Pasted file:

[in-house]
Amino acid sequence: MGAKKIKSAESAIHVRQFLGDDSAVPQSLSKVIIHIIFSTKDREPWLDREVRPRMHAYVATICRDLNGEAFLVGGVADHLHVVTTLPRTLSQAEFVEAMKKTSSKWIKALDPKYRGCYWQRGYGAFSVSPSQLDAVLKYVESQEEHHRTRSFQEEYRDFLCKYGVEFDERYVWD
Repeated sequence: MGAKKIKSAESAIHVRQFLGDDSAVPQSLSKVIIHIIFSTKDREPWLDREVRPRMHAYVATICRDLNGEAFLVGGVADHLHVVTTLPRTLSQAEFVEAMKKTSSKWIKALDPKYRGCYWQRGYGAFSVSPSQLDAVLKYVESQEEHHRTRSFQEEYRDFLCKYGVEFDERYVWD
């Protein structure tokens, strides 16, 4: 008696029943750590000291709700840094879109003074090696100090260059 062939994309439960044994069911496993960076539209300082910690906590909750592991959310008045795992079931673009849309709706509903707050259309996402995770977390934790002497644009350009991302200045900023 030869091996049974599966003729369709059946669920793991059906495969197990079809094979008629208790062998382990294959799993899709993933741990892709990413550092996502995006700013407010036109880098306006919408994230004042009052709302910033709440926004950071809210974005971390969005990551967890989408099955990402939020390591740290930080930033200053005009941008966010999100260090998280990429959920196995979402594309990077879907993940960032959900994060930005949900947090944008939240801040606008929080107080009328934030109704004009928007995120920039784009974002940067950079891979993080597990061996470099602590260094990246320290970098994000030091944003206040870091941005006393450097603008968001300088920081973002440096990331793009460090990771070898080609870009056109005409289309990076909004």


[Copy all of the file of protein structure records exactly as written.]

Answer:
[in-house]
Amino acid sequence: MGAKKIKSAESAIHVRQFLGDDSAVPQSLSKVIIHIIFSTKDREPWLDREVRPRMHAYVATICRDLNGEAFLVGGVADHLHVVTTLPRTLSQAEFVEAMKKTSSKWIKALDPKYRGCYWQRGYGAFSVSPSQLDAVLKYVESQEEHHRTRSFQEEYRDFLCKYGVEFDERYVWD
Repeated sequence: MGAKKIKSAESAIHVRQFLGDDSAVPQSLSKVIIHIIFSTKDREPWLDREVRPRMHAYVATICRDLNGEAFLVGGVADHLHVVTTLPRTLSQAEFVEAMKKTSSKWIKALDPKYRGCYWQRGYGAFSVSPSQLDAVLKYVESQEEHHRTRSFQEEYRDFLCKYGVEFDERYVWD
């Protein structure tokens, strides 16, 4: 008696029943750590000291709700840094879109003074090696100090260059 062939994309439960044994069911496993960076539209300082910690906590909750592991959310008045795992079931673009849309709706509903707050259309996402995770977390934790002497644009350009991302200045900023 030869091996049974599966003729369709059946669920793991059906495969197990079809094979008629208790062998382990294959799993899709993933741990892709990413550092996502995006700013407010036109880098306006919408994230004042009052709302910033709440926004950071809210974005971390969005990551967890989408099955990402939020390591740290930080930033200053005009941008966010999100260090998280990429959920196995979402594309990077879907993940960032959900994060930005949900947090944008939240801040606008929080107080009328934030109704004009928007995120920039784009974002940067950079891979993080597990061996470099602590260094990246320290970098994000030091944003206040870091941005006393450097603008968001300088920081973002440096990331793009460090990771070898080609870009056109005409289309990076909004």